One of my favorite stories is about a battle-surgeon who comes to doubt his work. He’s deep in the fighting on the edge of a war that seems like it will never end. They bring men to him, he patches them up; as soon as they’re well enough, they return to battle, only to come back to him later with a sheet over their heads.
As anyone who has watched M*A*S*H knows, this slowly drives doctors mad. My father was a flight-surgeon in Vietnam and only recently have I come to appreciate the profound scars that time left on his life.
In the story, the battle surgeon leaves his post and wanders up a forested mountain, asking himself Why? Why do I continue to do this every day? Eventually, in the silence away from the fighting, he finds his answer: Because I am a doctor. Only then can he return to his work on the battlefield.
From the first time I read it, this story resonated with me. (Isn’t language wonderful? “Resonate” as if the story were the tolling of a huge church bell whose sound waves reverberated through my flesh and bones.) Through the years, when I experienced setbacks at work – people who doubted my approach or my skill, people who agreed to change and then reneged – I bowed my head, remembered the story, and returned to the battlefield to do my small part on behalf of the people in the front lines.
Over the last three years at work, I found myself reaching for this story more and more often. Leadership changes; reorganizations that forced out colleagues that I respected; friends who retired earlier than expected; executives who refused to apply change management to strategic initiatives because “there isn’t time” and kept saying that for months while their initiatives floundered and people suffered. “Because I’m a doctor,” I told myself time and again. “Because I’m a doctor.”
And then the battle overran my field hospital. I had watched my comrades fall one by one. I suspected that the change management that I had been doing under the guise of operations would puzzle my new supervisor as much as germ theory would confuse medieval physicians, and it did. He replaced me with someone who would practice medicine as he understood it and offered me a position close enough to see the wounds but with no hand on the knife – and I knew I couldn’t stay. Oh, I fought the change; for three or four days, I fought with everything I had. After the last skirmish, although I was technically waiting for the answer, I knew that even if my negotiation had been successful, my heart had already left. I returned to my office, emptied my file cabinets, and made two piles: one with core information that I would turn over to my replacement; and one with my personal notes, the thoughts, memories, and experiences that had defined who I was, and that I knew my replacement wouldn’t want.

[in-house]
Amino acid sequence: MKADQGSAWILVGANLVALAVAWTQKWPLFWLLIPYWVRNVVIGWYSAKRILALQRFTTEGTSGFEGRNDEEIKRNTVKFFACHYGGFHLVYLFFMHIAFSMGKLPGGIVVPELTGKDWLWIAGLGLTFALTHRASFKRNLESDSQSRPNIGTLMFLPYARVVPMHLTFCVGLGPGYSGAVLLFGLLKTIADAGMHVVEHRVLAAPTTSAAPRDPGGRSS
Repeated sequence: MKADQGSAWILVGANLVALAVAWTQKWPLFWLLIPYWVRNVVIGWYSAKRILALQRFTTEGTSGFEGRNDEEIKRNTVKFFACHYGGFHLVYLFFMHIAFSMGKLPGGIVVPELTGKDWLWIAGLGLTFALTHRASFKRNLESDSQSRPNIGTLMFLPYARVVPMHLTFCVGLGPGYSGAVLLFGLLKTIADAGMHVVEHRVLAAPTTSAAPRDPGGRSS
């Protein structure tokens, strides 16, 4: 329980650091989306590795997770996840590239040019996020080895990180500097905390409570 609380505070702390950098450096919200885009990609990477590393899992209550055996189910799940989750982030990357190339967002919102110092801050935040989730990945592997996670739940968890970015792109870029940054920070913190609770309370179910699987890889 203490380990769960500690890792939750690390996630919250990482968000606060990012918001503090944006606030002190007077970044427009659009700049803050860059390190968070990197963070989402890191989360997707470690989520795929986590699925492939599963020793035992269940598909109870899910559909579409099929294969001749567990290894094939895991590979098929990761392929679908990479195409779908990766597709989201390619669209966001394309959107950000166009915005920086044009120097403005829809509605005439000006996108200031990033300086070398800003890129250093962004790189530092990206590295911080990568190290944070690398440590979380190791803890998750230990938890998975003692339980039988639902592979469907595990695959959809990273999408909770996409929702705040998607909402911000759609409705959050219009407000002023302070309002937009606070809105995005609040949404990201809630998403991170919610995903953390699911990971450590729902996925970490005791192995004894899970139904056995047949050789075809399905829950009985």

In the novel, A College of Magics, the main character, a princess who becomes a wizard, finds herself confronted by a kind of magical black hole that threatens to swallow up her world. To close the rift, she feeds it her main competitor — the one who had created the problem — with all her witchy power. That doesn’t work. She feeds the rift the illusions that masked its presence, the tentacles of power that it had woven through the fabric of the space around it. She feeds it parts of the castle that ruled the land around it – the neighboring kingdom to her own beloved land, a place where she has been exiled — and eventually that neighboring kingdom itself. She feeds it her memories of her life, her arrival in the magical town where she studied, her adventures in a metropolis of wizards, sunrises, sunsets, journeys. As she sacrifices them, they lose their power for her and become just remote stories, as if she had heard them from someone else but never experienced them herself. Nothing seems to work. Finally, she gives up her own country, the land she has fought for, clung to, stood up for through the entire book.
I fed the shredder that second pile I had made. I let it all go.
Looking back now, I wouldn’t do that again. I just was so over it; so tired of fighting. The surgeon turned her back on the battlefield, left her scalpels and tools, and set off to find a new life that didn’t involve healing people.
Afterwards, I wondered why I couldn’t remember what I had done for the last three years. I couldn’t write a resume. When people spoke to me about my work, it was as if they were speaking another language. I couldn’t figure out where to go next. I couldn’t find my path.
Recently I was given a gift: a vision of how I could take what I loved best about my work, let go of the distractions, and focus on the core of what I do best. Slowly the memories have started coming back, a sense of value, a sense of strength. I can return from the mountain and take up my robe and staff once more, prepared to do my small part in the larger battle.
Because I am a doctor.